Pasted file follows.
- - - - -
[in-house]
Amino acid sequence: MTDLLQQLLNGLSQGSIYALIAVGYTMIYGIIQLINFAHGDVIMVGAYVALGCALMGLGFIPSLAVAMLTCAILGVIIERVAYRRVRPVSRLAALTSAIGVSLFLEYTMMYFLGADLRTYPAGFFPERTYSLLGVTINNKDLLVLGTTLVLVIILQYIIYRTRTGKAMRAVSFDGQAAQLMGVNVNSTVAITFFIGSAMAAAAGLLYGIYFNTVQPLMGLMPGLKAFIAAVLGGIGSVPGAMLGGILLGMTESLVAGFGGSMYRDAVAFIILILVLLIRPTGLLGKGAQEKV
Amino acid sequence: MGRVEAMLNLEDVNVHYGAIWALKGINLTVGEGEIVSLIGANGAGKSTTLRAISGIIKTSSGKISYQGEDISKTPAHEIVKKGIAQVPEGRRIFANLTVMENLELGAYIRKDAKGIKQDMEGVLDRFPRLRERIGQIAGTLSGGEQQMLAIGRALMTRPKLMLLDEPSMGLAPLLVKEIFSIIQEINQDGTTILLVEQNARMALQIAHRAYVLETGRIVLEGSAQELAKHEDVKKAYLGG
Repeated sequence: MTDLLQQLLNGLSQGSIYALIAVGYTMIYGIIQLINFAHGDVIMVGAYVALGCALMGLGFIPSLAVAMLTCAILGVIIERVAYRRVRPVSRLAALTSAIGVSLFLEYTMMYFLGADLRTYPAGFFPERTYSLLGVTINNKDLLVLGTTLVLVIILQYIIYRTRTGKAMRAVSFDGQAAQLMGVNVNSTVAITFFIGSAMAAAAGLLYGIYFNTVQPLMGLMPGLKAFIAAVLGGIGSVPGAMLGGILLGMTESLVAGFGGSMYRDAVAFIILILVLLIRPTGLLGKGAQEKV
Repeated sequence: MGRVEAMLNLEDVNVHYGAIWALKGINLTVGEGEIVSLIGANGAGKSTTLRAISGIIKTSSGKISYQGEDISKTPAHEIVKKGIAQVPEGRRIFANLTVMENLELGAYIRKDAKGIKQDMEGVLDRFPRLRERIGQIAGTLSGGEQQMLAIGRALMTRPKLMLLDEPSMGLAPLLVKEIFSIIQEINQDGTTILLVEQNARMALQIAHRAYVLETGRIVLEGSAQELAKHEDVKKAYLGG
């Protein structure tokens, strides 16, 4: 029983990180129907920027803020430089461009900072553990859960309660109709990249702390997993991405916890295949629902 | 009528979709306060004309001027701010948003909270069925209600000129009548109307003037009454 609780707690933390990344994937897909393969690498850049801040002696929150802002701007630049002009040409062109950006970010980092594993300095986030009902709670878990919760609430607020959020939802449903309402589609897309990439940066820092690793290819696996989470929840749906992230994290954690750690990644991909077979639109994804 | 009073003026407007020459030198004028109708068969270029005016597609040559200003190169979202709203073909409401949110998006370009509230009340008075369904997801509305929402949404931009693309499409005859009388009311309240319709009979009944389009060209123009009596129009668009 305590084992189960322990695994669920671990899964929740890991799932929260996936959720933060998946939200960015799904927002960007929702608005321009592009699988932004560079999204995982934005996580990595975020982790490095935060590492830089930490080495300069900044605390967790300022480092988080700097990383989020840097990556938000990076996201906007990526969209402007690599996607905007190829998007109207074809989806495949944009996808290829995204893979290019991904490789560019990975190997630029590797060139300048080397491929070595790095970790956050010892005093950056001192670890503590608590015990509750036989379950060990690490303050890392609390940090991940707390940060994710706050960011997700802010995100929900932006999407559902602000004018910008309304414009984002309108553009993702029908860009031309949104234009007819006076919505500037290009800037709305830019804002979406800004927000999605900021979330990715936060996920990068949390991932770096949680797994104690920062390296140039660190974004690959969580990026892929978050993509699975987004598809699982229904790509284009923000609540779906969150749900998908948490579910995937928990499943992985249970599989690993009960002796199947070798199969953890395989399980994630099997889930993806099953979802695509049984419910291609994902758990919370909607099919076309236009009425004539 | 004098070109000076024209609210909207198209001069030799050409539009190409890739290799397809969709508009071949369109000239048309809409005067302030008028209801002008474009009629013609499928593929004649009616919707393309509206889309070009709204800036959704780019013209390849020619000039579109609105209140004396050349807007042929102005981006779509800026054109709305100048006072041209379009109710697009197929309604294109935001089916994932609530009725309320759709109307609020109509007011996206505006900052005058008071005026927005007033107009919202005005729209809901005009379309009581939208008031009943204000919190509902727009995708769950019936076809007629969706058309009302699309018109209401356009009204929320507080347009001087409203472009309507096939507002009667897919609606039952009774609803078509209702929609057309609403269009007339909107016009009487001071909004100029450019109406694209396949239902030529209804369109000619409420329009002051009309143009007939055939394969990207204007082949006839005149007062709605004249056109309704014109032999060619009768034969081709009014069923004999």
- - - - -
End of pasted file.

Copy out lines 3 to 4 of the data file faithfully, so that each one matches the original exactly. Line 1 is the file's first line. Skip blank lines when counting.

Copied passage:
Amino acid sequence: MGRVEAMLNLEDVNVHYGAIWALKGINLTVGEGEIVSLIGANGAGKSTTLRAISGIIKTSSGKISYQGEDISKTPAHEIVKKGIAQVPEGRRIFANLTVMENLELGAYIRKDAKGIKQDMEGVLDRFPRLRERIGQIAGTLSGGEQQMLAIGRALMTRPKLMLLDEPSMGLAPLLVKEIFSIIQEINQDGTTILLVEQNARMALQIAHRAYVLETGRIVLEGSAQELAKHEDVKKAYLGG
Repeated sequence: MTDLLQQLLNGLSQGSIYALIAVGYTMIYGIIQLINFAHGDVIMVGAYVALGCALMGLGFIPSLAVAMLTCAILGVIIERVAYRRVRPVSRLAALTSAIGVSLFLEYTMMYFLGADLRTYPAGFFPERTYSLLGVTINNKDLLVLGTTLVLVIILQYIIYRTRTGKAMRAVSFDGQAAQLMGVNVNSTVAITFFIGSAMAAAAGLLYGIYFNTVQPLMGLMPGLKAFIAAVLGGIGSVPGAMLGGILLGMTESLVAGFGGSMYRDAVAFIILILVLLIRPTGLLGKGAQEKV